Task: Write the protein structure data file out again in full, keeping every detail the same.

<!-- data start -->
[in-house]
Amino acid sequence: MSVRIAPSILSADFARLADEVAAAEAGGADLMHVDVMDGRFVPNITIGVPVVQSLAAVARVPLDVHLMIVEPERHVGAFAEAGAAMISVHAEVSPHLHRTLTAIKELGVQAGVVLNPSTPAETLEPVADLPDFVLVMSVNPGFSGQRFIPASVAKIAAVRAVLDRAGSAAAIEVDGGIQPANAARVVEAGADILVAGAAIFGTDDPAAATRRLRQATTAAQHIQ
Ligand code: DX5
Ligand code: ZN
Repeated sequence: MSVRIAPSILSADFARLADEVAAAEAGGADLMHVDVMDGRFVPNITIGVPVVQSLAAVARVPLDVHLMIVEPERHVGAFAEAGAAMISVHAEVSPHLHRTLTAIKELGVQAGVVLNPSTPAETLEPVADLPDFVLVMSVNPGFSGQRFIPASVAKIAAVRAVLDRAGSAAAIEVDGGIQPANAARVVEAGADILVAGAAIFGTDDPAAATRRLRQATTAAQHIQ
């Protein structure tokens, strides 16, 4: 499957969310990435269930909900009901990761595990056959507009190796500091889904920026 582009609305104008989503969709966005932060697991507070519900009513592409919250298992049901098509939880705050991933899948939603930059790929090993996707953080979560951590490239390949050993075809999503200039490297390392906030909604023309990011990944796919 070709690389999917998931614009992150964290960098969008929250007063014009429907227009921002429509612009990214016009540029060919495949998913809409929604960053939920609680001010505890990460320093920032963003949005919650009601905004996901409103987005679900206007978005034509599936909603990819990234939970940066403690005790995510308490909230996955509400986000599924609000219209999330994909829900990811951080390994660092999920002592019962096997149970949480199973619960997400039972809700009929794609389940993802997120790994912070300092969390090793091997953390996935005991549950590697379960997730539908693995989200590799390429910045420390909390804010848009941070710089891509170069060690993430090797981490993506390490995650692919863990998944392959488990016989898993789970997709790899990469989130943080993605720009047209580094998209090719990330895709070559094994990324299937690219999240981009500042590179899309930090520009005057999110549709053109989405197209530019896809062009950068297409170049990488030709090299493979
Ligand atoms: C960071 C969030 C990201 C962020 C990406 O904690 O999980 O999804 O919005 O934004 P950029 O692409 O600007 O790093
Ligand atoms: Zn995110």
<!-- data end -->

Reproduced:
[in-house]
Amino acid sequence: MSVRIAPSILSADFARLADEVAAAEAGGADLMHVDVMDGRFVPNITIGVPVVQSLAAVARVPLDVHLMIVEPERHVGAFAEAGAAMISVHAEVSPHLHRTLTAIKELGVQAGVVLNPSTPAETLEPVADLPDFVLVMSVNPGFSGQRFIPASVAKIAAVRAVLDRAGSAAAIEVDGGIQPANAARVVEAGADILVAGAAIFGTDDPAAATRRLRQATTAAQHIQ
Ligand code: DX5
Ligand code: ZN
Repeated sequence: MSVRIAPSILSADFARLADEVAAAEAGGADLMHVDVMDGRFVPNITIGVPVVQSLAAVARVPLDVHLMIVEPERHVGAFAEAGAAMISVHAEVSPHLHRTLTAIKELGVQAGVVLNPSTPAETLEPVADLPDFVLVMSVNPGFSGQRFIPASVAKIAAVRAVLDRAGSAAAIEVDGGIQPANAARVVEAGADILVAGAAIFGTDDPAAATRRLRQATTAAQHIQ
């Protein structure tokens, strides 16, 4: 499957969310990435269930909900009901990761595990056959507009190796500091889904920026 582009609305104008989503969709966005932060697991507070519900009513592409919250298992049901098509939880705050991933899948939603930059790929090993996707953080979560951590490239390949050993075809999503200039490297390392906030909604023309990011990944796919 070709690389999917998931614009992150964290960098969008929250007063014009429907227009921002429509612009990214016009540029060919495949998913809409929604960053939920609680001010505890990460320093920032963003949005919650009601905004996901409103987005679900206007978005034509599936909603990819990234939970940066403690005790995510308490909230996955509400986000599924609000219209999330994909829900990811951080390994660092999920002592019962096997149970949480199973619960997400039972809700009929794609389940993802997120790994912070300092969390090793091997953390996935005991549950590697379960997730539908693995989200590799390429910045420390909390804010848009941070710089891509170069060690993430090797981490993506390490995650692919863990998944392959488990016989898993789970997709790899990469989130943080993605720009047209580094998209090719990330895709070559094994990324299937690219999240981009500042590179899309930090520009005057999110549709053109989405197209530019896809062009950068297409170049990488030709090299493979
Ligand atoms: C960071 C969030 C990201 C962020 C990406 O904690 O999980 O999804 O919005 O934004 P950029 O692409 O600007 O790093
Ligand atoms: Zn995110």